RE/MAX 440
John F. O'Hara

John F. O'Hara
731 W Skippack Pike  Blue Bell  PA 19422
Phone:  610-277-4060
Office:  215-643-3200
Cell:  267-481-1786
Fax:  267-354-6973

My Blog

Fire Elements, Kitchen Add-Ons Heat Up Outdoor Living

January 21, 2016 1:03 am

More homeowners than ever are incorporating outdoor living spaces into the design of their homes—and with the outdoor living market expected to top $5.7 billion this year, it’s safe to say the trend isn’t fading any time soon.

“The trend used to be toward bringing the outdoors in, but many people today are doing the opposite—bringing traditionally indoor comforts out to the deck, porch or patio,” says Paul Lafrance, host of HGTV Canada’s “Decked Out” and “Disaster Decks,” and a “Trexpert” for Trex Company, a leader in outdoor living. “Thanks to advances in all-weather materials, furnishings and accessories, you can outfit an outdoor living space in much the same way that you would any room in the home.”

The most popular indoor-turned-outdoor room? The kitchen, says Lafrance—this time with cooking apparatus that can handle anything from whole turkeys to smoked meats, and even pizzas.

“The whole concept of outdoor cooking has grown far beyond a backyard barbecue,” Lafrance says. “Homeowners are hungry for fully-appointed kitchens with features like integrated trash bins, ice chests and cabinetry that add convenience and luxury. They also help to keep an outdoor space organized and reduce all those pesky trips back and forth into the house."

A similarly hot trend is warming features, including candles, tiki torches and fireplaces—accents that lend physical and ambient warmth, says Lafrance’s television counterpart Kate Campbell.

“Fire features not only add ambiance to an outdoor space, but also provide heat and light that allows you to use your deck later into the evening and into the year,” says Campbell. “Fire pits and fireplaces also provide great focal points and natural gathering spots for conversation and, of course, s'mores!

Campbell also notes a growing demand for deck features like integrated benches, privacy walls, and ornamental post caps and railings with decorative balusters, similar to those found inside the home.

“One of my favorite things to do with an outdoor space is to create a comfort zone, such as a hammock area or a conversation nook with built-in lounges—somewhere cozy with lots of pillows where you can curl up with a good book, or a good friend,” Campbell says. “I also am a fan of defining different functional spaces outdoors. Weather-proof draperies are a great way to inject color and pattern and create distinct spaces. Another option is adding a pergola.”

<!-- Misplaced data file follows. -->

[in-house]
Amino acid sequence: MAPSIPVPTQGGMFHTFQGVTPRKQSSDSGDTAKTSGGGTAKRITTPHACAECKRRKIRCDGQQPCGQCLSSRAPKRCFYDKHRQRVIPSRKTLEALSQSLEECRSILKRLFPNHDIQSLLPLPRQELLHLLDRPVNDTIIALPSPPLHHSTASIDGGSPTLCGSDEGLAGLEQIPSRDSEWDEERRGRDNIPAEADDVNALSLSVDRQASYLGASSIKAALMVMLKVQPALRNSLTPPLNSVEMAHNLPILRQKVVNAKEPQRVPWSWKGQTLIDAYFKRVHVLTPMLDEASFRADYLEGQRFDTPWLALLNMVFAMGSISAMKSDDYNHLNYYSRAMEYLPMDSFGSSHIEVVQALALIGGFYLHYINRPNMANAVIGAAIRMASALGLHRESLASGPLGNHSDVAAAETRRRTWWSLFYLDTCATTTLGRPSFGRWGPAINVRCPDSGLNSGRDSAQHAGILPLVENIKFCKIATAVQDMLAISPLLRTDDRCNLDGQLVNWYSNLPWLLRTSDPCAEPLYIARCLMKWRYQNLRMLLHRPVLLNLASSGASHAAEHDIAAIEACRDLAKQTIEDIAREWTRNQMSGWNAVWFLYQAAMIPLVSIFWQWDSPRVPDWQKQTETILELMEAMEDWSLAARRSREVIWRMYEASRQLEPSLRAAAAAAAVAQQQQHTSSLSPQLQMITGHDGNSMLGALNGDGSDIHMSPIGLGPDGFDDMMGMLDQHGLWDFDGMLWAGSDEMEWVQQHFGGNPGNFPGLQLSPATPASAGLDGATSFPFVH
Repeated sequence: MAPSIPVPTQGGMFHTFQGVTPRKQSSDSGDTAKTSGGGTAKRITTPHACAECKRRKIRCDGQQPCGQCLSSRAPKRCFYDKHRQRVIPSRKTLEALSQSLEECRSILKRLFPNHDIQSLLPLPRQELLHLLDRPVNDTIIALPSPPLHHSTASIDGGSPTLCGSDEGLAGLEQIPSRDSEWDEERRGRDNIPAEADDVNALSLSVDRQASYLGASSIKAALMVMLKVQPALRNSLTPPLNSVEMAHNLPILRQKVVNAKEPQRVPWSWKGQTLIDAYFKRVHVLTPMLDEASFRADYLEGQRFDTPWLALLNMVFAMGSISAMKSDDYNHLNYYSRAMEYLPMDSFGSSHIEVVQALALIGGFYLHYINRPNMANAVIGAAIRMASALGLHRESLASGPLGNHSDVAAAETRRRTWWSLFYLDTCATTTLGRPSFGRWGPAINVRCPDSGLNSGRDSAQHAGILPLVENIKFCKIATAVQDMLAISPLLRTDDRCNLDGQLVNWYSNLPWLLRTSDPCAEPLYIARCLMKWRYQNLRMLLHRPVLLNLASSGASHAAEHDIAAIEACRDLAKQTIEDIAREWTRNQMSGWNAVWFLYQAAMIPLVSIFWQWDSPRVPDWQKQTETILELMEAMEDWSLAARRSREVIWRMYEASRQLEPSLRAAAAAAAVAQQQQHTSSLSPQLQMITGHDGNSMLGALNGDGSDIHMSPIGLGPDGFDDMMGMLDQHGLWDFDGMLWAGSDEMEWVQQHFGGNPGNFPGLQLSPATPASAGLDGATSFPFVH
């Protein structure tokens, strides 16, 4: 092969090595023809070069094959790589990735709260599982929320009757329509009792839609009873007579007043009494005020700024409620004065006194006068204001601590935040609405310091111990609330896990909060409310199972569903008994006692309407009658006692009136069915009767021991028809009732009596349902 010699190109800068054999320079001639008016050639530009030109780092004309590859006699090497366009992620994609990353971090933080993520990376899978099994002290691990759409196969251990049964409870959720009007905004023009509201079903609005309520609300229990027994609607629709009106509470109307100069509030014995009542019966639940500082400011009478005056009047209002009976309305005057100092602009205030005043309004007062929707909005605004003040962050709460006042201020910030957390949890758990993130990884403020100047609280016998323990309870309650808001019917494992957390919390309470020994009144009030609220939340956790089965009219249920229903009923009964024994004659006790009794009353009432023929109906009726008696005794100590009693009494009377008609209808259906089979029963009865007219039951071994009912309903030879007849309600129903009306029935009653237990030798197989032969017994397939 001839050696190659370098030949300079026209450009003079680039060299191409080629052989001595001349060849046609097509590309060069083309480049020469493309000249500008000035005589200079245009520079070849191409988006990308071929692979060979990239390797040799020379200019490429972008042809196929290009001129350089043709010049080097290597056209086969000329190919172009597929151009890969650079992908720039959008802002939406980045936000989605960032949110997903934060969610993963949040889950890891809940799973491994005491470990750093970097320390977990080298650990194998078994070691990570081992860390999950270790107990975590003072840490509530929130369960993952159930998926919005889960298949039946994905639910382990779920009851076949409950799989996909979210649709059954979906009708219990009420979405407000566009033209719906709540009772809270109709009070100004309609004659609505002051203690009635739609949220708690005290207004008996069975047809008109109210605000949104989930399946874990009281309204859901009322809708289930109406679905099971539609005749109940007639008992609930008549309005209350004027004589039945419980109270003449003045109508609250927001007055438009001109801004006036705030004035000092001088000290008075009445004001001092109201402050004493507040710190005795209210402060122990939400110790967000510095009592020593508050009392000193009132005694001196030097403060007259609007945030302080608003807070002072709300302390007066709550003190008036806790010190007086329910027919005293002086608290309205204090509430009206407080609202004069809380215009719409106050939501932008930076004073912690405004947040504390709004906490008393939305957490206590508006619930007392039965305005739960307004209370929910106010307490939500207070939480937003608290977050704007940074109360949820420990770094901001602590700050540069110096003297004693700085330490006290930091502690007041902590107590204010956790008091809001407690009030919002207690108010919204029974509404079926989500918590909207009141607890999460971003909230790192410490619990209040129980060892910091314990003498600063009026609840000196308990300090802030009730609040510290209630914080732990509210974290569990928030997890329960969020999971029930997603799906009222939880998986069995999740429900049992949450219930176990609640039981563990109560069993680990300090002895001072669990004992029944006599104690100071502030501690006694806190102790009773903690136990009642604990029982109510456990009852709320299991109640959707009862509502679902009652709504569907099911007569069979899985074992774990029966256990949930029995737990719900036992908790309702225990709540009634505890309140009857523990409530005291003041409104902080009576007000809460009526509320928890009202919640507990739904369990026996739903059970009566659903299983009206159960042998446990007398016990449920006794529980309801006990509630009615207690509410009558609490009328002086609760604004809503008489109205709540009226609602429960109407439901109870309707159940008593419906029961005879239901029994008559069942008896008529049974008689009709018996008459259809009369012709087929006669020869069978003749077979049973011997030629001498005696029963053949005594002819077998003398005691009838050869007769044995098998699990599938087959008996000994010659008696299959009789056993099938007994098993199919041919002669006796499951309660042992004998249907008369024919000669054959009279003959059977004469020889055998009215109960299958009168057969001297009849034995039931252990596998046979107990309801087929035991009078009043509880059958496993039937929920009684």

To make an outdoor space truly feel like an extension of the home, Campbell suggests mixing in interior-inspired accents, like decorative outdoor area rugs, cushions, pillows and throw blankets made of weather-resistant materials. "Add personality and color with plants, flowers, artwork and whimsical accessories, just as you would inside,” says Campbell.

Source: Trex Company, Inc.

Published with permission from RISMedia.


Tags:

Survey: Volunteerism Sparks Improved Well-Being

January 20, 2016 1:00 am

Volunteering has countless benefits for both underserved communities and the individuals who devote time to bettering them. “Giving and Getting Back: Volunteering in America,” a recent survey, pinpoints what those mutual benefits are, as well as the patterns that shape volunteerism today.

And the findings may surprise you! Survey results suggest, for example, that volunteering may be the new Match.com. (Really!) Eighty (80) percent of respondents to the survey say they’re more willing to date a person they met volunteering than through an online dating site—and nearly 85 percent of respondents report feeling more comfortable going on a date with a fellow volunteer than being set up on a blind date by a relative or friend.

Volunteering may also give your career a boost. Survey results show that volunteering, a valuable addition to a resume, has led to increased networking opportunities and improved job skills for approximately one-third of respondents. What’s more, 10 percent of respondents received new employment offers while volunteering, and 8 percent changed careers altogether as a result of their volunteering efforts!

Volunteering can whip you into shape, too. In fact, nearly one in four respondents to the survey believes volunteering helped them become more physically active. Nearly half of respondents would consider volunteering for a challenging physical activity in the future, as well, such as runs, cycling or triathlons, to raise funds for a cause.

Above all, volunteering leads to a heightened sense of purpose. Survey respondents report a tangible increase in their overall sense of happiness, accomplishment and spiritual fulfillment when volunteering. Who can argue with those benefits?

Source: LLS.org

Published with permission from RISMedia.


Tags: